At a time when interest rates are low and many investors are seeking out high yields, BHP Billiton’s (LSE: BLT) yield of 12.2% holds huge appeal.

To put it in perspective, it’s three times the yield of the FTSE 100 and 24.4 times the current Bank of England base rate. Furthermore, it’s over six times the best savings account rate on offer (including short-term fixed rates) and if it’s paid every year over the next decade would equate to a total return (without taking into account capital gains) of 216%.

Too good to be true?

The problem though, is that BHP Billiton’s yield may be too good to be true. While it’s a highly diversified business with a very strong balance sheet and excellent cash flow, its earnings have plummeted to such an extent that the dividend due to be paid in the current financial year seems to be unaffordable.

For example, BHP Billiton is expected to pay out dividends of 77p in the 2016 financial year, but its earnings are due to come in at less than half that, with a forecast of 33.8p per share. This means that BHP Billiton will have to dig into its cash reserves or else borrow to pay out such a high dividend. In the long run, that situation is clearly unsustainable.

Moreover, paying such a high dividend could be bad for the company’s long-term profit outlook. That’s because just as it can pay to be a value investor who purchases shares in high quality companies when they’re trading on low valuations, companies such as BHP Billiton can do just the same.

For example, BHP Billiton could increase the size and quality of its asset base instead of paying out such high dividends to its investors. Doing so could lead to considerable synergies as well as an improved long-term growth outlook, thereby causing improved prospects for sustained dividend growth in the long run.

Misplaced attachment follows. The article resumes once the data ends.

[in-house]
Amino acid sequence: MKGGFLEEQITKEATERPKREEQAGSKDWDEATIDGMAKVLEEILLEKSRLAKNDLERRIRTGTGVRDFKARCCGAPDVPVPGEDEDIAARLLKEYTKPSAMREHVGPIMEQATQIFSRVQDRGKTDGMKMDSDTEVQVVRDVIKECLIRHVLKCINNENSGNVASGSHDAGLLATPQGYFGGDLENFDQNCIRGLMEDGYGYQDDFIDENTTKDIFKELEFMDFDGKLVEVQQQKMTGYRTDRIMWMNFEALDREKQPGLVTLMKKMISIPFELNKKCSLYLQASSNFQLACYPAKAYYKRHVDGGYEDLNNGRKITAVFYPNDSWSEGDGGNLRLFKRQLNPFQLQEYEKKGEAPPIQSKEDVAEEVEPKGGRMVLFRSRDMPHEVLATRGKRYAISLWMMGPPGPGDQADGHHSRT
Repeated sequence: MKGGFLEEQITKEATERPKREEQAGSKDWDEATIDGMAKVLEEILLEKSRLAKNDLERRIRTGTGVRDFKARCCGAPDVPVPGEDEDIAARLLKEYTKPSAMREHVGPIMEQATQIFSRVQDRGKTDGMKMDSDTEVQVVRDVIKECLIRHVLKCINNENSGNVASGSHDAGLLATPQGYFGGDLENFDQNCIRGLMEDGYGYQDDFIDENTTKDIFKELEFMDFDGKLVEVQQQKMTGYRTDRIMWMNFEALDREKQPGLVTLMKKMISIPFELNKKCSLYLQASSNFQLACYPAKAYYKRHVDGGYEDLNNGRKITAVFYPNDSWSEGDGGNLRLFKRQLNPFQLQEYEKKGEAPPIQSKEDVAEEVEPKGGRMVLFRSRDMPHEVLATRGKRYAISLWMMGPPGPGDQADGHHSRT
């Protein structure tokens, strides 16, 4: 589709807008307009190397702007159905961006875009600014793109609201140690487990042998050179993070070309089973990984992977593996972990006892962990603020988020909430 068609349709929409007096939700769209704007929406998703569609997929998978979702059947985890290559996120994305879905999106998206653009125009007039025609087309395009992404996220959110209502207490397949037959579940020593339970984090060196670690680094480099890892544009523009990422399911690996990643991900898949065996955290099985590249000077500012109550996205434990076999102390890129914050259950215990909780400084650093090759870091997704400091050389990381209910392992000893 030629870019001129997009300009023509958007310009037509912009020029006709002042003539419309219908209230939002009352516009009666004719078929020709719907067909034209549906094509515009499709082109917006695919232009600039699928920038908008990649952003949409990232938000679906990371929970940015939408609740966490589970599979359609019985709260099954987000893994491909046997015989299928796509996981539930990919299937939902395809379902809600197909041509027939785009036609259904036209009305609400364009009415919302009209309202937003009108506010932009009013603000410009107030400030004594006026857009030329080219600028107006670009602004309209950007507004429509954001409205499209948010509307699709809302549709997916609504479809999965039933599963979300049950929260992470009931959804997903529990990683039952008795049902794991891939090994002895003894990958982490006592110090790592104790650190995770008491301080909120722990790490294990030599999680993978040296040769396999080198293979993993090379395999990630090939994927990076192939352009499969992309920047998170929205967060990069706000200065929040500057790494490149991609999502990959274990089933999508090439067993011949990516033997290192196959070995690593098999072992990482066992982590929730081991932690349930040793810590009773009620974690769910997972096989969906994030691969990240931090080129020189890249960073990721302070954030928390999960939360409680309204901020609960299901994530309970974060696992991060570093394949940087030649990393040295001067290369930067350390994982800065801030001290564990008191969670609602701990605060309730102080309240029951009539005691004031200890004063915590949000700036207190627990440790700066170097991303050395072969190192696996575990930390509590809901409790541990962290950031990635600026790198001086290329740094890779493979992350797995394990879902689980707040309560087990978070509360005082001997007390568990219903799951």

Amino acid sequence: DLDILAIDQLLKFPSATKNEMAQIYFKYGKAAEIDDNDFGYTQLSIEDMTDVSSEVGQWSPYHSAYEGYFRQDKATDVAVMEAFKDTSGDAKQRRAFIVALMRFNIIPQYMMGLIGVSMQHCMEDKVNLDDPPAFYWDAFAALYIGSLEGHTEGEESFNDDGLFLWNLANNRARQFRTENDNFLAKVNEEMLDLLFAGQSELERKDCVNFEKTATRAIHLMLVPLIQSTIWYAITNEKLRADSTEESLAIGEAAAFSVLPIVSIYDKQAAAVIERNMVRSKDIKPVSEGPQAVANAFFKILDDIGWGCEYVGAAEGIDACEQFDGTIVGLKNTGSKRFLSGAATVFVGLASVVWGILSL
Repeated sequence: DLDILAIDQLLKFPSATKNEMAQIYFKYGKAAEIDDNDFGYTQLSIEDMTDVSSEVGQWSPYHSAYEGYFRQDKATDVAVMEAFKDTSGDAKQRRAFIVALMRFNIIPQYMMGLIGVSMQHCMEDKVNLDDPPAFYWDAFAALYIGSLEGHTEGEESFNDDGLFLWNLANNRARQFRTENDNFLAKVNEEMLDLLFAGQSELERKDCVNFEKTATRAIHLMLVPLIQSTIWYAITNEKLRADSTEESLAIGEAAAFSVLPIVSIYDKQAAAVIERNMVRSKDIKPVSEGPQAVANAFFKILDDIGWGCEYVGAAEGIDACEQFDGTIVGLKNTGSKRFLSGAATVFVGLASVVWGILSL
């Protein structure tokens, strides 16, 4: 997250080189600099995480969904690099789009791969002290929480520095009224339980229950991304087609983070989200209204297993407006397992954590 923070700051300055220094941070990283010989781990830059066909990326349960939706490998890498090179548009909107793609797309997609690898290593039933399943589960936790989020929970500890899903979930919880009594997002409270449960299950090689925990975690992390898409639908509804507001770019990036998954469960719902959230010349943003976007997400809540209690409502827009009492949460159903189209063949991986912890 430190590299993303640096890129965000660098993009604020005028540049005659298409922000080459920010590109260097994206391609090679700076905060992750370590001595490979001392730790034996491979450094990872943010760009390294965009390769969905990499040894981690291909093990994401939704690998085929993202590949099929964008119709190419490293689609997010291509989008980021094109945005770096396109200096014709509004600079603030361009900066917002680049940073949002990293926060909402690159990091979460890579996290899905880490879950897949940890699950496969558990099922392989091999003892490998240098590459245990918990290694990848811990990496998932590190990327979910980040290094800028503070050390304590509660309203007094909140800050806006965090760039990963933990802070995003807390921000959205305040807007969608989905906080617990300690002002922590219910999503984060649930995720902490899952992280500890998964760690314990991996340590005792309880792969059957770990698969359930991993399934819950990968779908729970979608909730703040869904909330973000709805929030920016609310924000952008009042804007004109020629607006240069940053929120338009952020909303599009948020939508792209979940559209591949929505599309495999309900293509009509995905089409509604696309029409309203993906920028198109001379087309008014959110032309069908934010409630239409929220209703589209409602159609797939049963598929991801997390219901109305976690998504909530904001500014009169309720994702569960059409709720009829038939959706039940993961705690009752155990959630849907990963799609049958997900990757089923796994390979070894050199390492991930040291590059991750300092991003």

Of course, BHP Billiton’s dividend could be affordable at its current level if it increased profit at a rapid rate in a short period of time. While the company’s strategy to cut costs and rationalise is very sound, it’s unlikely to make a big enough difference to make the current level of shareholder payouts affordable. And while there’s always the prospect of an increase in commodity prices, the chances of this seem slim in the short run with supply and demand being so grossly out of equilibrium.

So, while BHP Billiton’s long-term future remains sound and it’s likely to come through the current commodity crisis in a stronger position relative to its peers, its 12.2% dividend yield appears to be highly unsustainable. As such, it appears to be worth buying, but only for investors who aren’t banking on a double-digit payout over the medium-to-long term.

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Peter Stephens owns shares of BHP Billiton. The Motley Fool UK has no position in any of the shares mentioned. We Fools don't all hold the same opinions, but we all believe that considering a diverse range of insights makes us better investors.